In at least one case report, imaging has revealed an abnormality that may have been related to the pyromania itself. Specifically, an 18-year-old male who met criteria for pyromania was found to have a left inferior frontal perfusion deficit on single-photon emission computed tomography imaging. Following 3 weeks of cognitive-behavioral therapy (CBT) and 1 week of topiramate (75 mg daily), the patient reported a complete remission in his urges to set fires (19). In another case report, a man with a diagnosis of pyromania, whose condition was so severe that he had been accused of setting an individual on fire, was successfully treated with olanzapine and valproic acid. He experienced a subsequent abatement of his fire setting behaviors (20). In other patients, treatments with selective serotonin reuptake inhibitors, antiepileptic medications, lithium, antiandrogens, or atypical antipsychotics have been proposed (1). Furthermore, CBT has displayed some promise (1).

Conclusions

Many misperceptions exist about pyromania, one being that the majority of fire setters suffer from pyromania. However, the limited research on this condition does not support that proposition. Fire setting is not at all pathognomonic for pyromania, as many fire setters engage in such behavior for reasons other than anxiety relief, such as a result of schizophrenia, manic episodes, and personality disorders. Thus, psychiatry residents should be aware that pyromania is an extremely rare disorder that must not be confused with fire setting motivated by a criminal motive or which occurs under the influence of a substance. Furthermore, for the vast majority of adolescent fire setters who often set fires out of boredom or experimentation, pyromania would not be the correct diagnosis due to the DSM requirement of a buildup of tension and subsequent relief provided by fire setting. Persons diagnosed with pyromania are predominantly male, with the mean age being 18 years old, and fires are typically set every 6 weeks. Approximately half of these individuals suffer from a comorbid impulse-control disorder.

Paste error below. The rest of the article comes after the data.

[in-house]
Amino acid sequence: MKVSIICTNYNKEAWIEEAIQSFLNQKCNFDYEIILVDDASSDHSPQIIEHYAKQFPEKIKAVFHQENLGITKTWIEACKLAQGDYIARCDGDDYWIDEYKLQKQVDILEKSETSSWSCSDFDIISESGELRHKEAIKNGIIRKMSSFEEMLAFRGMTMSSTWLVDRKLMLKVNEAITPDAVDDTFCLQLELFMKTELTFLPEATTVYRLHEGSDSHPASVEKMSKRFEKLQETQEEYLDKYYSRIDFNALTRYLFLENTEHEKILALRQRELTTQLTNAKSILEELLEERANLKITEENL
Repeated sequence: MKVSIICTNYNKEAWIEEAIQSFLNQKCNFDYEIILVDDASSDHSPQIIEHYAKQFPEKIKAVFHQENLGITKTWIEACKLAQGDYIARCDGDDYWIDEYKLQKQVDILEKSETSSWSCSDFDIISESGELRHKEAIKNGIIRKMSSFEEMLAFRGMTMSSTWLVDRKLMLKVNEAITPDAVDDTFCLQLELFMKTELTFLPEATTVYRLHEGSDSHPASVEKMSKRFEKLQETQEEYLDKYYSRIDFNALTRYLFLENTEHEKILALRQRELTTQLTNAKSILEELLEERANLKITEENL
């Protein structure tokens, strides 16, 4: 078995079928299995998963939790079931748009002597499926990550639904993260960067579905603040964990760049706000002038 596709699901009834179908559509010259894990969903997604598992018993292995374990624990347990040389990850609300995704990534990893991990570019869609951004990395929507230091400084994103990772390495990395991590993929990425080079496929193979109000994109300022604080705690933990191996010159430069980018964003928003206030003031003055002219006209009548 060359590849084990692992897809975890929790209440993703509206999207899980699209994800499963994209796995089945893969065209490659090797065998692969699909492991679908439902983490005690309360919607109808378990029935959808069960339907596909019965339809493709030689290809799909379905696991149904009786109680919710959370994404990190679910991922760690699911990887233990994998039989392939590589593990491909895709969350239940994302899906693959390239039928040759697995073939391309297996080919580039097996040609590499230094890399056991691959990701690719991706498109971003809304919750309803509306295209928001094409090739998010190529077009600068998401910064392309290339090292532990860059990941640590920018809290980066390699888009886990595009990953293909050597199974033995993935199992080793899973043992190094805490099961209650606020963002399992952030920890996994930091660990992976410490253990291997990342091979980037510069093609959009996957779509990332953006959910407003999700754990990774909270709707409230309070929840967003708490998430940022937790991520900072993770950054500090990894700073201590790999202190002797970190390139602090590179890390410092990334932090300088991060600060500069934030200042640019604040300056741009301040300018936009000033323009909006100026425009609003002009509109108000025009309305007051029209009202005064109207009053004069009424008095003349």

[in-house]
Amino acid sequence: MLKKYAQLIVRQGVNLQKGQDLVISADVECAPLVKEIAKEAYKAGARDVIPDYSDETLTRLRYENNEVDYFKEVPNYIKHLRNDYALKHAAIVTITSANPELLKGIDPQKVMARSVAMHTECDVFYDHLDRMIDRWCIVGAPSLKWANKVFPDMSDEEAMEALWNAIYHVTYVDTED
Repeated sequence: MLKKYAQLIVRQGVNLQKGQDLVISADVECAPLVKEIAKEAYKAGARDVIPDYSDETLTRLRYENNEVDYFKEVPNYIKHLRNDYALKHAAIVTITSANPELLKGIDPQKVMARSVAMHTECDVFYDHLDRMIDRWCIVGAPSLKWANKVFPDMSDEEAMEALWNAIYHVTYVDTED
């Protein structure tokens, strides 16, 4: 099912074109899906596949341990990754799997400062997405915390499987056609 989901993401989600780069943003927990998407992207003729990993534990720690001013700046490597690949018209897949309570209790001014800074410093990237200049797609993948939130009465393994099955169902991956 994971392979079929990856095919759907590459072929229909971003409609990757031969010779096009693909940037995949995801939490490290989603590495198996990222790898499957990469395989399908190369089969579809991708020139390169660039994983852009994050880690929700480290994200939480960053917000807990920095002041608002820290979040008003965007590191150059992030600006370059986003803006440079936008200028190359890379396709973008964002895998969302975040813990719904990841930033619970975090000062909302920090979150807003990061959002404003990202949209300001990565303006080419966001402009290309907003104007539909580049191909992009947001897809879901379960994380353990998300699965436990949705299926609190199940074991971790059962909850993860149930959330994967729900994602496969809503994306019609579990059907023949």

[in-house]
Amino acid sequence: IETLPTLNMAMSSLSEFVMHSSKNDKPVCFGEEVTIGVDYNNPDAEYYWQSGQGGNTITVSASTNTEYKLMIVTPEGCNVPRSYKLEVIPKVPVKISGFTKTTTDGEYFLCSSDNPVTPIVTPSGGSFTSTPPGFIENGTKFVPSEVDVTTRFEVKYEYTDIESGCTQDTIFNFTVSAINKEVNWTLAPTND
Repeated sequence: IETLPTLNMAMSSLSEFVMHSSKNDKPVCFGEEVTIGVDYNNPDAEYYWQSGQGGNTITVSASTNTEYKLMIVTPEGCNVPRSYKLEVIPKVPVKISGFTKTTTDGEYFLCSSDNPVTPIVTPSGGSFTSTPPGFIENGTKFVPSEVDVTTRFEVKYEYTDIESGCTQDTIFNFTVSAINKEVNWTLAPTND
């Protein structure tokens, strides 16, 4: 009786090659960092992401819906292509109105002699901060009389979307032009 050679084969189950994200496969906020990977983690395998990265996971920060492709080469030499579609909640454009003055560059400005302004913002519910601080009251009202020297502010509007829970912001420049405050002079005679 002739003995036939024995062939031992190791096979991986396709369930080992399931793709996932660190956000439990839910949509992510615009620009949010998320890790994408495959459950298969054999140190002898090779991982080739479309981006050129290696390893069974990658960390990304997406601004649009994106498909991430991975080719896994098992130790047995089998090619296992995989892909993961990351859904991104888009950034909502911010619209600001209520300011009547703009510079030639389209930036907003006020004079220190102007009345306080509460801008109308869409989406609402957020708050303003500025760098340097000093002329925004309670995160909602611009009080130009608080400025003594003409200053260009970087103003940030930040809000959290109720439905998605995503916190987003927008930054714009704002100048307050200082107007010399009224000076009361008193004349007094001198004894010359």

Another misperception about pyromania is that the act of fire setting is engaged for sexual gratification. However, the data similarly fails to support that contention, with only 1.2% of fire setters in one study doing so for sexual arousal. Additionally, residents should be aware that the Macdonald triad of enuresis, cruelty to animals and fire setting, borne out in early studies has not held up in a later study with regard to the enuresis component and its link to fire setting recidivism. Lastly, the discussion of treatment options has largely been limited to case reports, given the rarity of the condition. This highlights the need for further research regarding this rare yet important psychiatric condition that, if left untreated, can result in considerable property damage and the loss of innocent life.

Key Points/Clinical Pearls

  • Pyromania is quite rare. In a study of 90 arson recidivists, only three met criteria for pyromania.

  • Individuals with pyromania suffer from a buildup of tension that can only be released by deliberate fire setting.

  • Patients who set fires due to being antisocial, merely for entertainment, or while under the influence of a substance cannot meet criteria for pyromania.

  • Regarding treatment, selective serotonin reuptake inhibitors, topiramate, valproic acid, and olanzapine each have some support in the literature, depending on patient comorbidities.

Dr. Johnson is a fellow in forensic psychiatry at Harvard/Massachusetts General Hospital, Boston. Dr. Netherton is a fourth-year resident in the Department of Psychiatry, Baylor College of Medicine, Houston.